Pinned oroclines, a type of curved orogen which results from lateral pinning of a growing fold‐thrust belt, tend to resemble parabolic Newtonian curvature modified by different degrees of flattening at the flow front. We propose that such curves can be generated by Newtonian crustal flow driven by topographic variations. In our model, regional topographic differences create a regional flow which produces a parabolic flow front upon interaction with lateral bounding obstacles. Local topographic variations modify the parabolic curves and yield more flat‐crested, non‐Newtonian‐like curvatures. The degree of modification depends on the relative strength of the local driving potential, which in turn is dependent on rock type and fluid pressure. On the basis of a finite difference, thin‐skin, tectonic simulation, we demonstrate that both Newtonian‐like and non‐Newtonian‐like curved orogens can be produced within a Newtonian crust. In effect, the shape of curved orogens in plan may provide insight into the rheology of the Earth's upper crust over geological time scales.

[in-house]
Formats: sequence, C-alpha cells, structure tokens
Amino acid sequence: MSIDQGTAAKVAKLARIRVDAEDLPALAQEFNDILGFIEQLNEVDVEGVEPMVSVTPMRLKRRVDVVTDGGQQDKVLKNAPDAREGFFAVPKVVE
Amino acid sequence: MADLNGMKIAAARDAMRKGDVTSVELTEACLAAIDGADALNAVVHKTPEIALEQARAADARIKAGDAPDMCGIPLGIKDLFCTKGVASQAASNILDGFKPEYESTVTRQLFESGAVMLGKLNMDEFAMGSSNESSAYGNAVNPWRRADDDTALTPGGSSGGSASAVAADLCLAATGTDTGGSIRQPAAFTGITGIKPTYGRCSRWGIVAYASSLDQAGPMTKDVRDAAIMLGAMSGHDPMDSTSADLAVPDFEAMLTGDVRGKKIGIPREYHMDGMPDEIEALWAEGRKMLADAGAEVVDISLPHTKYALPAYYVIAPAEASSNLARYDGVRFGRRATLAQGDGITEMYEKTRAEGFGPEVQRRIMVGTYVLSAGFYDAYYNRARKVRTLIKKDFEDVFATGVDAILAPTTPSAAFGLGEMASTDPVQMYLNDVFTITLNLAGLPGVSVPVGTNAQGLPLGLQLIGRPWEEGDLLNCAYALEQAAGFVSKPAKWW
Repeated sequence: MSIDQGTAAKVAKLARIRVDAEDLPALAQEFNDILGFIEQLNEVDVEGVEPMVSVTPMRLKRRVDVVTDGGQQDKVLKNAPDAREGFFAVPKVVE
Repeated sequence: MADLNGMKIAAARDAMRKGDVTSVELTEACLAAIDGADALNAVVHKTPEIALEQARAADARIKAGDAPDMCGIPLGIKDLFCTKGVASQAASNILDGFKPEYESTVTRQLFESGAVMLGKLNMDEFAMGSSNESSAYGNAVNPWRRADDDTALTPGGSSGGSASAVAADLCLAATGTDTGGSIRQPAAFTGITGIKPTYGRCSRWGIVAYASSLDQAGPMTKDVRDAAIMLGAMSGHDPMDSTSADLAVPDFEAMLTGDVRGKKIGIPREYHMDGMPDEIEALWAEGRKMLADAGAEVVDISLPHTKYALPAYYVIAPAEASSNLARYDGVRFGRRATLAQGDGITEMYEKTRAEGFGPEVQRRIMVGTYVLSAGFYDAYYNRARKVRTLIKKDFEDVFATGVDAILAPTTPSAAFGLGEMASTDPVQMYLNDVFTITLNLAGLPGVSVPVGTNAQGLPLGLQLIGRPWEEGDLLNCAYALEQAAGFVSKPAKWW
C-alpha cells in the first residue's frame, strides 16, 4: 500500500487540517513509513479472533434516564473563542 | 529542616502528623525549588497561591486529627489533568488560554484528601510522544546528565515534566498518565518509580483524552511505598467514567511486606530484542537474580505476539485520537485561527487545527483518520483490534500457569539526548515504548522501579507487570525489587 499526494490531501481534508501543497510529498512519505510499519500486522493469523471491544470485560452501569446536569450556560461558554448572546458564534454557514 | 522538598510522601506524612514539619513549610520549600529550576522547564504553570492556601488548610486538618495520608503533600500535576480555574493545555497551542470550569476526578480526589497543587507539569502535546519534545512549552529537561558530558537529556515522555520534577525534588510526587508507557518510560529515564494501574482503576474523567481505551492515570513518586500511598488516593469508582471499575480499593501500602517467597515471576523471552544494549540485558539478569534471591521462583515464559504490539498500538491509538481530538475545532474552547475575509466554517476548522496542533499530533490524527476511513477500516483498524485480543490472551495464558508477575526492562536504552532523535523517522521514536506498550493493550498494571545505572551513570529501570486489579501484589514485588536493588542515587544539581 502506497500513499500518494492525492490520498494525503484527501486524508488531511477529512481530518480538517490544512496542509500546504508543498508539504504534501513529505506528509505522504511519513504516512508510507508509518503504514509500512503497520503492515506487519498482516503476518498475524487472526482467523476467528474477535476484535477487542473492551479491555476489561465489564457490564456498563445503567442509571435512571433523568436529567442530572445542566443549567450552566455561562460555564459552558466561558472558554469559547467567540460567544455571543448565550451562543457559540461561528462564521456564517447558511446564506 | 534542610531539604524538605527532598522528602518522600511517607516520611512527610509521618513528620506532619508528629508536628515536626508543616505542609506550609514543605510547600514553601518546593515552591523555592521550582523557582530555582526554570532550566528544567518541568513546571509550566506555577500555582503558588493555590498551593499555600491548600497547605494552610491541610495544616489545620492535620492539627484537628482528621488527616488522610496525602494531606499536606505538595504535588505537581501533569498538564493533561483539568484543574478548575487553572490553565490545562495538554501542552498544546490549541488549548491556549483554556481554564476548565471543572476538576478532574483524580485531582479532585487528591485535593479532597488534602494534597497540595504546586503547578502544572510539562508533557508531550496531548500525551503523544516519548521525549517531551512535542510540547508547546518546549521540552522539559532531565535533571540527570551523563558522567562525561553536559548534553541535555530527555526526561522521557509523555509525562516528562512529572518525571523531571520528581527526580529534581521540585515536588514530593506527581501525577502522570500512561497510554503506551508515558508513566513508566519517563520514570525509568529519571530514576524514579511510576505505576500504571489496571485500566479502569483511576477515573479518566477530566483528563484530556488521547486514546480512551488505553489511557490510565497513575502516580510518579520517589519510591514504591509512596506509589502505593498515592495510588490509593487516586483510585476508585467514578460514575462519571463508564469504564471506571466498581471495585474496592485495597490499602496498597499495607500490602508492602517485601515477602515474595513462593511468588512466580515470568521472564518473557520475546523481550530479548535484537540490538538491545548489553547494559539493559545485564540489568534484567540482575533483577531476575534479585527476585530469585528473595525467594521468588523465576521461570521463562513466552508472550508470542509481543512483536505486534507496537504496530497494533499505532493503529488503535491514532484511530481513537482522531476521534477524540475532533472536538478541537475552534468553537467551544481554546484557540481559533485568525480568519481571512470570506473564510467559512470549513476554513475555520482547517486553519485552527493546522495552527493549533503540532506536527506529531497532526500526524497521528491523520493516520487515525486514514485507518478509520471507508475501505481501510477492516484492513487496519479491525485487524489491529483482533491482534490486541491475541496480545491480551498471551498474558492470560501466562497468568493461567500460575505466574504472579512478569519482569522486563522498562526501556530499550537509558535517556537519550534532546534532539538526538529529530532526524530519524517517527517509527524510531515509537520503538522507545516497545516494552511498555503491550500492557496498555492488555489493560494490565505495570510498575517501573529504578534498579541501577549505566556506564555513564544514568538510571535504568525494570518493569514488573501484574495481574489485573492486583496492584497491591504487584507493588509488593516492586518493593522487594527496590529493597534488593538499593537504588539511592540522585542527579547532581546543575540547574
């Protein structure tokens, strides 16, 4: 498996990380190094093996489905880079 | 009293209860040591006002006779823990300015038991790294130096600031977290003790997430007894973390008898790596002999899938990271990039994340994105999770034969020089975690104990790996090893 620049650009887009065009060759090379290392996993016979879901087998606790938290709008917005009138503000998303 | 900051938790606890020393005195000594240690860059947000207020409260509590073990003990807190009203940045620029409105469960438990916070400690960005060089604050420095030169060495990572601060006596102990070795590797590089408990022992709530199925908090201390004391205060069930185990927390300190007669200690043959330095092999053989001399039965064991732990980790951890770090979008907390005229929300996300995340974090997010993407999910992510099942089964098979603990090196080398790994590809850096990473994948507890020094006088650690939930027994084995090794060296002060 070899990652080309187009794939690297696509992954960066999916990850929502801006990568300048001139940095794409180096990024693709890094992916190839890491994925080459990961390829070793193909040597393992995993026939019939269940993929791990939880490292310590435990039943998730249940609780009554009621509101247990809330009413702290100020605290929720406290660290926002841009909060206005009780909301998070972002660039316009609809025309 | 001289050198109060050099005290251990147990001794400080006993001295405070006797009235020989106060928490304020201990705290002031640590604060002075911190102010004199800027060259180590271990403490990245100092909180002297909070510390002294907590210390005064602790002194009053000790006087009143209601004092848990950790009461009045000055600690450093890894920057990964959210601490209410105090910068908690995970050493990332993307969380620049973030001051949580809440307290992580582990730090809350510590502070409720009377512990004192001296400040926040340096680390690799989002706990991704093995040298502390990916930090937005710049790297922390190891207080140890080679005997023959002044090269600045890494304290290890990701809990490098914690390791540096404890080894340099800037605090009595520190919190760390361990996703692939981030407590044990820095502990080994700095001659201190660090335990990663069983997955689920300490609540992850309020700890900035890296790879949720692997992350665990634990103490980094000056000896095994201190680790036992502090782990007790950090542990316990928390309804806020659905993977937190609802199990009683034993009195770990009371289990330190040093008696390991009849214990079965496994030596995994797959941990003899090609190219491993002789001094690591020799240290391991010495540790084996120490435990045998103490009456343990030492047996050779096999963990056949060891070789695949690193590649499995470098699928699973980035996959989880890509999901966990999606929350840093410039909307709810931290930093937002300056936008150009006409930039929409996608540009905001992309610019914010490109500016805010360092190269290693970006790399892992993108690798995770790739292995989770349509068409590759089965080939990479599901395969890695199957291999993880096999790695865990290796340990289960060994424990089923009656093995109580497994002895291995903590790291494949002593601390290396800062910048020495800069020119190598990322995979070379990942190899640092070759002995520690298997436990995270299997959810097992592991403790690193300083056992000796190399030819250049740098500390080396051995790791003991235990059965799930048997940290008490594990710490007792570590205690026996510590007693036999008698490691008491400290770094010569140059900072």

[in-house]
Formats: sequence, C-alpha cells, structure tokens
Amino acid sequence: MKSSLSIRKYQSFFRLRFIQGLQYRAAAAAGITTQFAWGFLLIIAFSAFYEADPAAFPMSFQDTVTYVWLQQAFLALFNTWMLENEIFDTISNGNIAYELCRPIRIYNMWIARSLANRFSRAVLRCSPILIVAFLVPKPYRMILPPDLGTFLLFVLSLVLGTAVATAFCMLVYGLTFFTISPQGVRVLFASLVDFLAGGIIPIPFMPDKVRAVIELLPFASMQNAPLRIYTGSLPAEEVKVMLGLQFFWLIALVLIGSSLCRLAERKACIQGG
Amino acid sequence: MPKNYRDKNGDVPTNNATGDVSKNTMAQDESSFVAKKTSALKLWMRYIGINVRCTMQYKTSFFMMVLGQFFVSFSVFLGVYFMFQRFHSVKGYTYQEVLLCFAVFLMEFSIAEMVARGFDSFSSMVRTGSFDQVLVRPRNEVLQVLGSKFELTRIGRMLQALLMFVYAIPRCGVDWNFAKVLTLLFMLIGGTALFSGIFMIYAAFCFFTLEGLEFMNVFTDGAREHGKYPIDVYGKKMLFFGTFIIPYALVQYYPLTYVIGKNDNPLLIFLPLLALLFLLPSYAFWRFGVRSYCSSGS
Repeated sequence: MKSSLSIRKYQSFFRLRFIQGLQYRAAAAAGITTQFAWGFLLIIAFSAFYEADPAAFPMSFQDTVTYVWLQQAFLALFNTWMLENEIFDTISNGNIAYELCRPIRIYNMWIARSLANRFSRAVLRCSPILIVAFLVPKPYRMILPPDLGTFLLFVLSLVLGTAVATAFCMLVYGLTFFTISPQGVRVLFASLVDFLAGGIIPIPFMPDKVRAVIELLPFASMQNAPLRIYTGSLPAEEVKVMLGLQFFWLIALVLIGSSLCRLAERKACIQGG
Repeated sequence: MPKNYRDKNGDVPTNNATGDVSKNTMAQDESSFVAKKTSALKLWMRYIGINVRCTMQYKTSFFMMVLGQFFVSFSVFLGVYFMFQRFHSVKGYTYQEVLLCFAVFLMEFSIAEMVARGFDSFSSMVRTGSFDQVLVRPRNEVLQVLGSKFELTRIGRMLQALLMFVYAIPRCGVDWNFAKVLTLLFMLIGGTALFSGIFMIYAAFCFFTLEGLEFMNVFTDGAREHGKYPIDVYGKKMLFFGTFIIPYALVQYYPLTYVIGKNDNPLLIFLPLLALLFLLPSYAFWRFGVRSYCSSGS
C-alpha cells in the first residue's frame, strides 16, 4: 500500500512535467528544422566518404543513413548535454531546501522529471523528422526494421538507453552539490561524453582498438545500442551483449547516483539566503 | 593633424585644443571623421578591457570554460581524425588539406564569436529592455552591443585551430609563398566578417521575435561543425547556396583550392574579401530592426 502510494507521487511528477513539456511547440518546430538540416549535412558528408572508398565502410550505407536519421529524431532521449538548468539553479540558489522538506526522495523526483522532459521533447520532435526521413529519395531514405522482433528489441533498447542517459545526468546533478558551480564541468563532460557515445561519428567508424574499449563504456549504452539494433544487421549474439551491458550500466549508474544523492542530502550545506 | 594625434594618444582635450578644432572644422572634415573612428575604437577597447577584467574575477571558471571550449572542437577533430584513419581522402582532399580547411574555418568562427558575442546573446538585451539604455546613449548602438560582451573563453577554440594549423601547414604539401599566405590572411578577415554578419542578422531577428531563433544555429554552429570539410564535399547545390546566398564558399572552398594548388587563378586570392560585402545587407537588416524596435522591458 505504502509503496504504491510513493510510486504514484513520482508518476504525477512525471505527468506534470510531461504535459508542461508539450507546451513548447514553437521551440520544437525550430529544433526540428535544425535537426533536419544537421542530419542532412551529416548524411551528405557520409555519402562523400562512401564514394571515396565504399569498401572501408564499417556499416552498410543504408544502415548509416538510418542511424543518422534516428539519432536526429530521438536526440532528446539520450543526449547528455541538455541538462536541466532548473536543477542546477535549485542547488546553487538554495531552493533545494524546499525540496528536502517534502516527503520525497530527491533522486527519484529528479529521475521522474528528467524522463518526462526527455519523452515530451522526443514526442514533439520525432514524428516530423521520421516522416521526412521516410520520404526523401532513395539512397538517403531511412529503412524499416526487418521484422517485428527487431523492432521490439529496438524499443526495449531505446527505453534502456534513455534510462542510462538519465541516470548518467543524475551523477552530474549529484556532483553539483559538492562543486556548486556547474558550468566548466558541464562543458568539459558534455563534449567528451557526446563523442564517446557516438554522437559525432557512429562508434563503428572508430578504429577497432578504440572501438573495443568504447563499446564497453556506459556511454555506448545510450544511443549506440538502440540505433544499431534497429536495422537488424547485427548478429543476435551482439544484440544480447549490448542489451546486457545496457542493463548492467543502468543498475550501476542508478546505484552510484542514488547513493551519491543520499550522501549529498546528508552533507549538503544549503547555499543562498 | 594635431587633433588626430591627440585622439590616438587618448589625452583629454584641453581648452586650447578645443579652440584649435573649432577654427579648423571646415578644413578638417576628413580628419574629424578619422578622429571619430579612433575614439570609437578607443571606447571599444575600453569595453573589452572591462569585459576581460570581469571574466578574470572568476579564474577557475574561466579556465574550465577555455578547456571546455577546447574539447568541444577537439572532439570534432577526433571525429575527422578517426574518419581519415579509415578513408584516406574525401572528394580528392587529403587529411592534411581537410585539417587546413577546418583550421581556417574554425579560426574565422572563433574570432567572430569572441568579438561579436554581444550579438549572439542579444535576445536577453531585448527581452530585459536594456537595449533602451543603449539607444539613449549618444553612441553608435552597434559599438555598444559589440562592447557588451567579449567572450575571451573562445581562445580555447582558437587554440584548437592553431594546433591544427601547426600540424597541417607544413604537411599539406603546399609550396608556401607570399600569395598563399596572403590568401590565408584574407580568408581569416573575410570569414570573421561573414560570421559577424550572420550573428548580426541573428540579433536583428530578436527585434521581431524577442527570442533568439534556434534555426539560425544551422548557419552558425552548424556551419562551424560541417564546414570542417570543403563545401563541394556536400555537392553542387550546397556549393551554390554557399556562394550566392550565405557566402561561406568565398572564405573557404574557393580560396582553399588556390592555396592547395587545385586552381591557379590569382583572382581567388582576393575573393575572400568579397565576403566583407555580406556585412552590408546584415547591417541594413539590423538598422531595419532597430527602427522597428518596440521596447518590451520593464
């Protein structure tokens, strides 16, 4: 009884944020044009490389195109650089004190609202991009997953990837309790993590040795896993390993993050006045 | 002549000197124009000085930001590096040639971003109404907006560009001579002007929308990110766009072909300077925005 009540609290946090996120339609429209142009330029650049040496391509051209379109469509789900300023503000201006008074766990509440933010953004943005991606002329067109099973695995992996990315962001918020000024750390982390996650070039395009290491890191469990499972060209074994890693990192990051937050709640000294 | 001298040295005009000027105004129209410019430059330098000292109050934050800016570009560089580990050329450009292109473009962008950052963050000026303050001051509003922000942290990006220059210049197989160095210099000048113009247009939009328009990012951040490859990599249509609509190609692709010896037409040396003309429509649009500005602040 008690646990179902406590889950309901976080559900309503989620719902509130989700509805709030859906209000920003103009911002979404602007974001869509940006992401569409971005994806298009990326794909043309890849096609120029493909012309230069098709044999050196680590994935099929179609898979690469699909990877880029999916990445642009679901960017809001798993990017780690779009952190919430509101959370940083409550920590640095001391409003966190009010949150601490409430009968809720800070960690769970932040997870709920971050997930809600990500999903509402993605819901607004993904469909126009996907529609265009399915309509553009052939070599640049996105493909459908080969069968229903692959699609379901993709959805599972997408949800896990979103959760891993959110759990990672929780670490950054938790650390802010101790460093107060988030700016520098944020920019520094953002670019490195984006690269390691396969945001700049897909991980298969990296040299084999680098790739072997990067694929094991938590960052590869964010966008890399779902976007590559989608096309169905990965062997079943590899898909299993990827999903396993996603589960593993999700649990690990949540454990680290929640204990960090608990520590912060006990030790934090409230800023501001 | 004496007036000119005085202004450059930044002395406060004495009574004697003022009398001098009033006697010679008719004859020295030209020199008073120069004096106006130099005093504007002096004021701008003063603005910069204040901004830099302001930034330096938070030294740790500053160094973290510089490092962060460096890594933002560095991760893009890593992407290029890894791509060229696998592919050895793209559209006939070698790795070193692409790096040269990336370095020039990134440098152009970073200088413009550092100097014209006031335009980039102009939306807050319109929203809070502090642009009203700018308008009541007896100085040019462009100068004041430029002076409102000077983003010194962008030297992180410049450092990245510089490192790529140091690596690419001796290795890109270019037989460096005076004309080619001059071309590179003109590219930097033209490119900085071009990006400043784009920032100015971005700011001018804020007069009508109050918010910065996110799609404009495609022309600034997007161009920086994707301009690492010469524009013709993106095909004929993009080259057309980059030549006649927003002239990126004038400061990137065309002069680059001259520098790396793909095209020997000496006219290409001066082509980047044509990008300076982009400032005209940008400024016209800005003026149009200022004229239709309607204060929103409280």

ASJC Scopus subject areas
- Earth and Planetary Sciences(all)